Jeremy Marre, documentarian of world music, is dead at 76
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Jeremy Marre, documentarian of world music, is dead at 76
In an undated image provided by Olivier Marre, Jeremy Marre. Marre, an English filmmaker who documented music from across the world with hardheaded clarity, died on March 15, 2020, at a hospital in London, where he had lived. He was 76. Via Olivier Marre via The New York Times.

by Jon Pareles



NEW YORK (NYT NEWS SERVICE).- Jeremy Marre, an English filmmaker who documented music from across the world with hardheaded clarity, died March 15 at a hospital in London, where he had lived. He was 76.

His son Oliver said the cause was stomach cancer.

Marre established his reputation in the 1970s and ’80s with “Beats of the Heart,” a 14-part series of hourlong documentaries initially shown on British television and later on public television in the United States. With a minimal camera and sound crew, Marre visited Jamaican dance halls, Brazilian favelas, Appalachian churches, Egyptian temples, South African workers’ hostels and Bollywood soundstages to film music and musicians on home turf that was often gritty and unglamorous.

The series presented music as inseparable from historical, economic, political, spiritual and cultural pressures, documenting musical events that most outsiders would not know about or even be allowed to attend.

Jeremy Peter Marre was born in London on Oct. 7, 1943. His father, Ivan Marre, was a dermatologist; his mother, born Olga Shlain, was a homemaker. He earned a bachelor of laws degree from University College London, but while preparing to become a barrister he decided that his real interests were film and music.

He studied filmmaking at the Royal College of Art and at Slade School of Fine Art at the University of London. He was working in film production when he got his first chance to direct: a film about British cars, financed by Shell Oil and the British government. He began proposing his own television projects, and bought the name and company registration of the defunct Harcourt Films, under which he would release all his work.

In the mid-1970s, as Caribbean immigration was changing London’s music, night life and politics, Marre made his first music film, about British reggae. He went on to visit Jamaica, reggae’s home, in 1977.

“I wanted to show the music as a dynamic political force that reflected the history, politics and aspirations of the island,” he said in a 2001 interview.

The resulting film, “Roots Rock Reggae,” featured Bob Marley, Jimmy Cliff and other leading reggae performers, as well as glimpses of slums and riots.

“Roots Rock Reggae” drew an unexpectedly large audience, leading to “Beats of the Heart.” Further episodes took place in China, Nigeria, Yugoslavia and Thailand, and on the Texas-Mexico border, as Marre gained access to public performances, private rituals, parties and homes.

“He was very persuasive and absolutely tenacious, too,” Oliver Marre said. People opened events and archives to him, he added, because “they’d realize he was an enthusiast and not a voyeur.”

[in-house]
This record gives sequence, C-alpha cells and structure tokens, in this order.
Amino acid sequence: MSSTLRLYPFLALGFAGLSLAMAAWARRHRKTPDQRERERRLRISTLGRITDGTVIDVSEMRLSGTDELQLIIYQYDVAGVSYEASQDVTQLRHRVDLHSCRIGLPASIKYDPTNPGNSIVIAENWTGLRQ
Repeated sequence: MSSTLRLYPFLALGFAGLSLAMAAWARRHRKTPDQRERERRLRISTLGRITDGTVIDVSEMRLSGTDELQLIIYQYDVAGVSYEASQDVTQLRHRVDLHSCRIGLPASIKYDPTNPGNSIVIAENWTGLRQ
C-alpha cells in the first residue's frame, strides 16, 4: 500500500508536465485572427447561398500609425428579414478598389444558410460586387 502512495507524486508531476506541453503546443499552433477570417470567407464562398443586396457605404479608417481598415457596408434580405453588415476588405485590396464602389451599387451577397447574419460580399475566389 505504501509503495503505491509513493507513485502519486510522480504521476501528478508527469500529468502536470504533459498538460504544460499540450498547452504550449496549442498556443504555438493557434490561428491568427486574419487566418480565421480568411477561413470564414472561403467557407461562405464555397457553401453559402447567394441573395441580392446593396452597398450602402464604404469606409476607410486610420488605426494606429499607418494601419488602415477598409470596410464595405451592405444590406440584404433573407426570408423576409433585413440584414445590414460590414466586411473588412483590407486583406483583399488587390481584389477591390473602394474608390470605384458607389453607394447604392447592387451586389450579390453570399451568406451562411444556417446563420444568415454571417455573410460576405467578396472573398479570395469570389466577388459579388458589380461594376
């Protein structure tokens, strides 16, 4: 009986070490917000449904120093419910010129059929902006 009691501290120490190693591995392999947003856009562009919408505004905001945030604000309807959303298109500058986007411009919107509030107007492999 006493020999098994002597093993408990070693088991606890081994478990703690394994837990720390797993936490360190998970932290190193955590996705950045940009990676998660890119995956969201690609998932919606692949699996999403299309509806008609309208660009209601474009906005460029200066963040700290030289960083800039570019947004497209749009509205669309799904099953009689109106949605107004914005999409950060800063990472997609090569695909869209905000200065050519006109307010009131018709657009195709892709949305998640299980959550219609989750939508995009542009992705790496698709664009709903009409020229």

In addition to his son Oliver, Marre is survived by his wife of 49 years, Diana Silman; another son, Jesse; and four grandchildren.

While making “Roots Rock Reggae,” Marre and his crew were menaced in the streets by Jamaicans accusing them of working for the CIA; Marre proved he was British by displaying his knowledge of cricket.

When he made “Shotguns and Accordions: Music of the Marijuana Regions of Colombia,” Marre was allowed to film at the estate of the drug lord Pablo Escobar. But when he decided to gather atmospheric scenes of fishing boats at sunrise, he and his crew were shot at; they were inadvertently filming a drug shipment.

“Beats of the Heart” revealed musical cultures barely known to Westerners. Paul Simon cited “Rhythm of Resistance,” about music in apartheid-era South Africa, for introducing him to Ladysmith Black Mambazo, the Zulu choir that appeared on the album “Graceland.” Marre later made documentaries about “Graceland” and the making of Simon’s Broadway musical, “The Capeman.”

Marre followed “Beats of the Heart” with dozens of documentaries. They included “On the Edge,” a series on improvisation; “The Nature of Music,” about music as ritual worldwide (narrated, unlike most of his films, by Marre himself); “Chasing Rainbows,” a series on British pop; “The Voice,” examining vocalists as diverse as Luciano Pavarotti, Bob Dylan and Chuck D; “Latin Music USA;” and biographical films about James Brown (“Soul Survivor,” which won an Emmy Award), Jay-Z, conductor Herbert von Karajan, Carlos Santana, Otis Redding, Bob Marley, Marvin Gaye, Big Bill Broonzy, Youssou N’Dour, Marc Bolan, Amy Winehouse, Count Basie and others.

He also made documentaries on subjects other than music: prison gangs, bioterrorism, the erotic arts of India, animal communication and the “third gender” subculture of Thailand known as Ladyboys.

Marre spoke more often about his subjects than about himself, but in 2003 he assessed his work.

“I’ve made many films about people who are outsiders, even within their own countries,” he said. “And I’ve shot real-life stories, from Madagascar to Mexico, from China to Thailand, that tell of people’s struggles to make their voices heard, and of the impact that just one voice can have upon the rest of the world.”

© 2020 The New York Times Company










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